005. Low-curse ZFS-on-root for new Debian installations on multi-disk systems

Mon, 14 Sep 2020 00:20:20 +0200, updated Tue, 15 Sep 2020 20:08:12 +0200

In a brief departure from microcomputing saprophagia, imagine you're an american and acquiring a ThinkPad P15, sporting two two-terabyte drives and, naturally, you'd like to have a single continuous volume spanning both of them to do whatever your heart desires.

After the shock at willingly staying in the American empire and paying it for the privilege wears off, two approaches reveal themselves:

  1. LVM, with its native debian-installer support, and
  2. ZFS, without it, but with the ability to do zfs(8)-send backups, live-mirroring to an external enclosure with a [mirror[internal, external], mirror[internal, external]] topology, and me egging you on to do it.

Now, I also wanted to do a ZFS-on-root for my own nefarious uses, and so it was decided:

Good, do it before I buy the p15 and report back :noel:

# Set-up

To minimise how cursed this is, the following restrixions are in place:

This means that all you need is an EFI-compatible multi-disk platform and some way to EFI boot it into d-i — the bootloader will be fixed, ZFS installed normally, and the rootfs dumped/restored thereonto after normally booting into the target system.

The test setup is QEMU -bios OVMF.fd and two 8G drives, one of which is designated as primary. Filesystem tuning is not covered, encryption is supported, SecureBoot is not covered because I haven't figured it out yet, most-all gotchas are hopefully explained, there's a prior art that was of little help, and zfs-{initramfs,dracut} are full of problems that I try to work around here:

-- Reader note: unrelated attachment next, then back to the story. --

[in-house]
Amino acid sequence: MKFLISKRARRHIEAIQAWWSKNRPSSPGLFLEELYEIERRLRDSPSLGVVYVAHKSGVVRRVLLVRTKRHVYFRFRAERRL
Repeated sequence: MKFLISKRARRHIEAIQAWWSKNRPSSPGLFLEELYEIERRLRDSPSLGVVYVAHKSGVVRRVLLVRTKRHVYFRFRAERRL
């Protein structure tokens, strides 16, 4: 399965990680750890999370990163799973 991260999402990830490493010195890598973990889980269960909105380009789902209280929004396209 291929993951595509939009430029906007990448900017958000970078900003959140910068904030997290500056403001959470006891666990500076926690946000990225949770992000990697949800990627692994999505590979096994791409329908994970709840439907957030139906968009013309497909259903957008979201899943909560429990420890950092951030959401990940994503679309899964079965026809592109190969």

Excerpt from zfs-initramfs, function load_module_initrd that starts with 'if [ $variable > 0 ]'

# Installation

The restrixions to the original installation are all during the partitioning phase and as follows:

  1. Stick to just the primary drive,
  2. pick an EFI partition large enough for a few kernels and initrds, and
  3. stuff everything onto the rootfs:
initramfs-tools partitioning screen showing one of two disks used with a 250MB EFI System Partiition marked 'zoot-EFI' and rest for the root FS, marked 'zoot-root'

Either installing sid or enabling backports for buster is required, since zfs-mount-generator(8) appeared in 0.8.0; if you don't install GRUB you'll have to boot manually from the EFI shell after copying the kernel and initrd from target/boot/ to target/boot/efi/.

# Bootloader

Using GRUB and a unified boot-on-root is, for better or for worse, not possible; GRUB supports these non-R/O zpool features:

/*
 * List of pool features that the grub implementation of ZFS supports for
 * read. Note that features that are only required for write do not need
 * to be listed here since grub opens pools in read-only mode.
 */
#define MAX_SUPPORTED_FEATURE_STRLEN 50
static const char *spa_feature_names[] = {
  "org.illumos:lz4_compress",
  "com.delphix:hole_birth",
  "com.delphix:embedded_data",
  "com.delphix:extensible_dataset",
  "org.open-zfs:large_blocks",
  NULL
};

Which means that these, as of OpenZFS 0.8.4, are the ones that it doesn't support:

nabijaczleweli@tarta:~$ man zpool-features | grep READ-ONLY.*no -B4 | sed 's/GUID//' | \
                        awk '!/^$/ && !/COMPATIBLE/ && !/--/ \
                             {if(last == "") last = $1; else {print last "\t" $1; last = ""}}' |
                        grep -v 'lz4_compress|hole_birth|embedded_data|extensible_dataset|large_blocks' | column -t
bookmark_v2            com.datto:bookmark_v2
device_removal         com.delphix:device_removal
edonr                  org.illumos:edonr
encryption             com.datto:encryption
large_dnode            org.zfsonlinux:large_dnode
multi_vdev_crash_dump  com.joyent:multi_vdev_crash_dump
sha512                 org.illumos:sha512
skein                  org.illumos:skein

Confer zpool-features(5) for details so as to why this is not acceptable (remember: you couldn't any of these even by accident on your root pool, and most of them can't ever be turned off).